17. Took a short trip out to Post Oak yesterday. Found my first complete glass bottle. Not sure if it's old or not. It has an S with a circle around it on the bottom. Also was pretty excited to find my first Ptychodus teeth.
  18. I had a fun shark tooth hunt yesterday with my buddy Ron at Post Oak Creek. We both found our largest shark tooth since we started hunting. I found a huge Cretodus especially for Post Oak Creek.
  19. Went out hunting on Post Oak Creek in Sherman TX yesterday with @Buffalo Bill Cody Fond lots of broken off points from shark teeth. Didn't find really have much luck finding complete teeth. Though Cody's luck seemed to be on fire. I did find one pretty gnar bone that seems to be fossilized. I'll post some close up later for ID help. Cody's hunt was more fruitful. I had to jet early to attend my office Christmas party. Here's what I found...
  20. I went to Sherman Texas Post Oak Creek for my second time today to hunt shark teeth. I found a nice variety of fossils and one killer Wilson artifact that is 7,000 - 9,000 yrs old.
  21. Fun day on POC

    Hola! I decided to get up early this morning to head over to Post Oak Creek to see if I could make up for the lack of production on the NSR (North Silted Ridges). I headed over to my favorite spot to sift and after seeing a tooth or two lying on the surface, I decided to walk the entire gravel bar to see what else may be up on top. I came across a monster horse shoe (this guy must have been a beast) and jokingly thought to myself that it meant I was going to have a good day. Well, that joke turned into reality. I walked past where I found the horse shoe and this honker was lying in wait for someone to find. This is the biggest shark tooth by far for me. I felt like a kid on Christmas that just opened his dream present. I believe its Cretodus. Please correct me if I'm wrong. After gathering two 5 gallon buckets worth of gravel, I headed back toward the car and decided to take a breather (10 gallons of wet gravel weights more than 10 gallons of feathers ). While walking around I found the little bottle. I then walked over to another gravel bar and found my first mosasaur vert in the POC. If the POC had the size and quantity of mosasaur verts and teeth that the NSR does, I'd never leave Sherman. Speaking of the NSR, if you haven't been in awhile, you may want to wait. I spent about 6 hours out there this past Thursday and while there is some low lying water in the river and creek beds, all the gravel bars I saw were covered in silt. It's in serious need of a good heavy rain and I'm waiting till then before I go back out. David
  22. Ostrea alifera var. pediformis Craigin

    This is a Cretaceous oyster that I found in Post Oak Creek in Sherman, Texas. The oyster has traces of a yellowish calcite-cemented sandstone found in the upper part of the Arcadia Park Formation of the Eagle Ford Group. "Pediformis" in the name, Ostrea alifera var. pediformis, means foot-shaped or pediform because the oyster looks like a foot or boot. In "The Lower Cretaceous Gryphaeas of the Texas Region", Bulletin of the US Geological Survey #151, 1898, author Robert Thomas Hill eliminated the Ostrea alifera Cragin, and Ostrea alifera var. pediformis Cragin names because he considered them to be Ostrea lugubris Conrad. I disagree with Hill's decision because my oyster is larger than most O. lugubris (now Cameleolopha lugubris) and lacks an attachment scar characteristic of O. lugubris. My oyster may be a genus Cameleolopha since both Cameleolopha bellaplicata and Cameleolopha lugubris occur nearby. Unless new information can be found, my oyster should be called: Ostrea alifera variety pediformis Craigin. For more information and drawings of Ostrea alifera and Ostrea alifera variety pediformis Craigin see: Cragin, F. W., "A Contribution to the Invertebrate Paleontology of the Texas Cretaceous", Austin, Texas, B.C. Jones & Co., State printers, 1893.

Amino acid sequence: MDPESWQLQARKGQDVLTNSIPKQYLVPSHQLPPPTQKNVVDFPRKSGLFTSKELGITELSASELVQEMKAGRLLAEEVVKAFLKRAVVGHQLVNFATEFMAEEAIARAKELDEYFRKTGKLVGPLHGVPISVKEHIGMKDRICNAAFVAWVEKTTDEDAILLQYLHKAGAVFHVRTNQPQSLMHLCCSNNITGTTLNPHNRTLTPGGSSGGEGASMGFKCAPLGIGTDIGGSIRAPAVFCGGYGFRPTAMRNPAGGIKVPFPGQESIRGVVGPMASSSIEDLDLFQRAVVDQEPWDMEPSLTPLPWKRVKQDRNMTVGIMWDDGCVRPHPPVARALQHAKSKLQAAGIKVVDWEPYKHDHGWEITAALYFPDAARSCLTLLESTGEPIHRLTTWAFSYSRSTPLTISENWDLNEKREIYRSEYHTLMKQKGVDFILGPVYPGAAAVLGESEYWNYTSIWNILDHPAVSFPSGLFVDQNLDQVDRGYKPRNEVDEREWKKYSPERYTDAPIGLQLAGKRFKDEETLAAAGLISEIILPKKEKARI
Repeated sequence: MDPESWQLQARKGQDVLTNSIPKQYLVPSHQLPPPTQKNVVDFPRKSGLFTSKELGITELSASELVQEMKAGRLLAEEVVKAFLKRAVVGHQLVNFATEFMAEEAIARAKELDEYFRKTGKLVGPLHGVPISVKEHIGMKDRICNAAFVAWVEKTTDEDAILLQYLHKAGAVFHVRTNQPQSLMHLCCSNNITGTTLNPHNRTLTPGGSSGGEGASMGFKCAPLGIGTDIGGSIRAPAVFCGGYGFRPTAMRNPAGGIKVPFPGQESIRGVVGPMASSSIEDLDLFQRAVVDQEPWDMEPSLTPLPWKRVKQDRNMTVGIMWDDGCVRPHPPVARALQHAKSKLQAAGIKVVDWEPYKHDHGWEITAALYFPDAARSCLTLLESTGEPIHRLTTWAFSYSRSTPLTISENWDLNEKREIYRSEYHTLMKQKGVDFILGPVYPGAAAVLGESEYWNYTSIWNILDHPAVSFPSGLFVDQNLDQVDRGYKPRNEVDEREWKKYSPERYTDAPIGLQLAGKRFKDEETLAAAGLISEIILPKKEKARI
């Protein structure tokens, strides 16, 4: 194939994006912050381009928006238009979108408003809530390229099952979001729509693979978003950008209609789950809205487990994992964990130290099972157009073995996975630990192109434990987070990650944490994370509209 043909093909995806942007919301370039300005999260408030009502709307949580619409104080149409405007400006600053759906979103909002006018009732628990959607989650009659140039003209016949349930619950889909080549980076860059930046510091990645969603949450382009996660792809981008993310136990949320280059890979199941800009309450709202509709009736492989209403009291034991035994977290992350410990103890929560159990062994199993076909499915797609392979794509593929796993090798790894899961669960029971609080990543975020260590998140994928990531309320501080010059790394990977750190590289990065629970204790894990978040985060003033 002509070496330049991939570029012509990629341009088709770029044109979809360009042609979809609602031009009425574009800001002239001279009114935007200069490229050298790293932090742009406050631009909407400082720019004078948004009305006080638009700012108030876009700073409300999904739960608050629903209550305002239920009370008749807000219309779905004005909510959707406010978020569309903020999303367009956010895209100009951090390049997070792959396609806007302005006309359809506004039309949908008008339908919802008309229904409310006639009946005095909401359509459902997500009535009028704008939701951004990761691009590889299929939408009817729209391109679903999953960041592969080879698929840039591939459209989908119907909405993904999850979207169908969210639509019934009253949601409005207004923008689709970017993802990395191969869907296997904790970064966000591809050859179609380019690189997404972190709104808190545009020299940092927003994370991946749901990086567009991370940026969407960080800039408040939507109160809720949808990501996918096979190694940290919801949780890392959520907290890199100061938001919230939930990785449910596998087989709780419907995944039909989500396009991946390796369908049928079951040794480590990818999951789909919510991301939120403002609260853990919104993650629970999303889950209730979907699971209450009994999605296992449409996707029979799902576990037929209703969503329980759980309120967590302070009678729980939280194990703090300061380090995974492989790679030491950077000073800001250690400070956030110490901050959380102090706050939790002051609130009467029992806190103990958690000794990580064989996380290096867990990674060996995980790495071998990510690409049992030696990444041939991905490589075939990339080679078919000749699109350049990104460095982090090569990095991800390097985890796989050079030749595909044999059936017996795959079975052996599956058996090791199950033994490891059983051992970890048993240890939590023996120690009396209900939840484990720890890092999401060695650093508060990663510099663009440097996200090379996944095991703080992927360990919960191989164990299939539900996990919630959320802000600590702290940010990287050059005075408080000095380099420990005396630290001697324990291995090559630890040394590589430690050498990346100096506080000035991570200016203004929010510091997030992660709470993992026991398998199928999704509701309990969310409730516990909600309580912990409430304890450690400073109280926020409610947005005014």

23. Post Oak Creek

    My first trip to post oak creek was fun. I found a nice variety from large mystery vert, Gastopods to connected fish verts and lots of shark teeth.
  24. Post Oak Creek, Texas Oyster

    What is this Cretaceous oyster that I found in Post Oak Creek in Sherman, Texas? Most oysters in the creek come from a yellowish calcite-cemented sandstone from the Arcadia Park Formation of the Eagle Ford Group. It is about 48mm in length.
  25. Coral

    Here is an unidentified semi-spherical colony of stony coral, collected in Post Oak Creek in Sherman, Texas, This is the largest colony that I have found at the site. The colonies range in size from 2.5cm to 4cm across. The coralites range from 4mm to 6mm across. This specimen has traces of the oyster, (probably Cameleolopha bellaplicata) that it grew on since the muddy Arcadia Park Formation did not provide a suitable hard ground. Other specimens of the coral also all grew on oysters. Traces of yellowish calcite cemented sandstone clings to the coral. The coral occurs in a yellowish calcite cemented sandstone in the upper part of the Arcadia Park Formation that may be related to the Bells Sandstone in eastern Grayson County. Numerous Cameleolopha bellaplicata oysters and lesser amounts of small bivalves occur at the site. Numerous shark teeth and other vertebrate fossils also occur with the coral. An unidentified ramose bryozoan also grows on the oysters in the area. Although unidentified, this coral looks a lot like Hindeastraea discoidea (which occurs in the yellowish calcite cemented sandstone layers in the upper part of the Arcadia Park Formation) as found in this reference: "Hindeastraea discoidea White from the Eagle Ford shale, Dallas County, Texas", : Fondren Science Ser., no. 2, 11 p., illus by Bob Frank Perkins. Try this link for the pdf copy: https://sites.smu.edu/shulermuseum/publication_pdfs/fondren_sci/v2-Perkins1951a.pdf Also here is a link to Hindeastraea discoidea White, 1888, holotype (left) and paratype: http://www.corallosphere.org/taxon/721 The original publication on Hindeastraea discoidea is: https://books.google.com/books?id=H33u7anq2SwC&pg=PA363&lpg=PA363&dq=Hindeastraea+discoidea&source=bl&ots=0llhetALED&sig=JdRP8rsUCaKjZjCbSFCXO4ibBIY&hl=en&sa=X&ved=0ahUKEwjLidvOl6zPAhUG5GMKHd3EDjYQ6AEIPjAH#v=onepage&q=Hindeastraea discoidea&f=false Please let me know if you know what species this coral is.